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The Government's Role in Japanese and Korean Credit Markets : A New Institutional Economic Perspective

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Authors
Cho, Yoon Je; Hellmann, Thomas
Issue Date
1994-10
Publisher
Institute of Economic Research, Seoul National University
Citation
Seoul Journal of Economics, Vol.7 No.4, pp. 383-416
Keywords
credit policyGLIOPLIO
Abstract
This paper discusses the effectiveness of credit policies during the early stage of economic development in Japan and Korea. We examine the importance of institutional arrangements for managing credit policies in these two countries. We emphasize participatory government intervention, where credit policies could be viewed as part of an internal allocation mechanism: government, banks and large industrial firms may be said to have formed what we call a "government-led internal organization" (GLIO). We examine the theoretical foundations of this view and discuss the implications for the efficiency of credit allocation. We argue that. in early economic development. such a participatory approach may have helped overcome pervasive market imperfections. But there were also significant dangers-problems of entrenched interests and institutional inertia. In both countries, the relative importance of GLIO gradually diminished as competitive capital markets and large conglomerates ("privately-led internal organizations" or PLIO) expanded with economic growth.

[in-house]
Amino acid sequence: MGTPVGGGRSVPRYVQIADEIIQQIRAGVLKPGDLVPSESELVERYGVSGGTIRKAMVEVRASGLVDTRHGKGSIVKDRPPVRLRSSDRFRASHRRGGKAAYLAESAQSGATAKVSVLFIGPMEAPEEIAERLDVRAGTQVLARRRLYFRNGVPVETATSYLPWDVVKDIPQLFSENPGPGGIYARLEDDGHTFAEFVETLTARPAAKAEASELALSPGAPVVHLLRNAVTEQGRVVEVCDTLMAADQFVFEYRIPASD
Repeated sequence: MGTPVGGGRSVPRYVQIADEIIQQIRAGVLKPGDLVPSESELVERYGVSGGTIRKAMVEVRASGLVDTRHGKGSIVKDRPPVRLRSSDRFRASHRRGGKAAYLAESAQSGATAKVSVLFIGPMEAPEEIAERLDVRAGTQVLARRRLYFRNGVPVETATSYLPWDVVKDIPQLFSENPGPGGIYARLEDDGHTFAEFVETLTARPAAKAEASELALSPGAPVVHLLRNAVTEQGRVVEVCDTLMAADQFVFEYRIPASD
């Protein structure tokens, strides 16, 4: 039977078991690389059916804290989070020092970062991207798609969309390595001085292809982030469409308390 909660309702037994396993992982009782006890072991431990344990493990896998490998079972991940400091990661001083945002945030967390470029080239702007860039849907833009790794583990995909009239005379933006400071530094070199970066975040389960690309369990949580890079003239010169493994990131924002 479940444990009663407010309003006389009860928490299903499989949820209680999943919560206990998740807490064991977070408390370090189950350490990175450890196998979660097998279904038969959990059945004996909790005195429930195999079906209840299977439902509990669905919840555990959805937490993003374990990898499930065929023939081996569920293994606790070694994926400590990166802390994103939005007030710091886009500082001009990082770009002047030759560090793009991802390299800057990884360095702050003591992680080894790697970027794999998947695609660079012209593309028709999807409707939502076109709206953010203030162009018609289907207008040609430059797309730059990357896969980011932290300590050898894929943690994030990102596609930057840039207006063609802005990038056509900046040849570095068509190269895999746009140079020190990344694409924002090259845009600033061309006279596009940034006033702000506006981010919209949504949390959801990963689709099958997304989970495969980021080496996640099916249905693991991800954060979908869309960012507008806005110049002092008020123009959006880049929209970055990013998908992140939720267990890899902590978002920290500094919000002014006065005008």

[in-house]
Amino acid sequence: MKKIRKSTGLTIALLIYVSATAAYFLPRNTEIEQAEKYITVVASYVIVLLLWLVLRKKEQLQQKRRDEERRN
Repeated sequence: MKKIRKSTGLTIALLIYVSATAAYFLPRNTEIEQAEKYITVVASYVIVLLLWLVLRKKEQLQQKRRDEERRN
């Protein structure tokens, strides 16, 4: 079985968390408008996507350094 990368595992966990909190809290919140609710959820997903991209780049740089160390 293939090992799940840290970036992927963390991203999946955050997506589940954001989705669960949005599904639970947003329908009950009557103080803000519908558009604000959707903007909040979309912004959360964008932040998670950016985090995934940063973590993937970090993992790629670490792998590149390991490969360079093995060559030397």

ISSN
1225-0279
Language
English
URI
http://hdl.handle.net/10371/1051
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College of Social Sciences (사회과학대학)Institute of Economics Research (경제연구소)Seoul Journal of EconomicsSeoul Journal of Economics vol.07(4) (Winter 1994)
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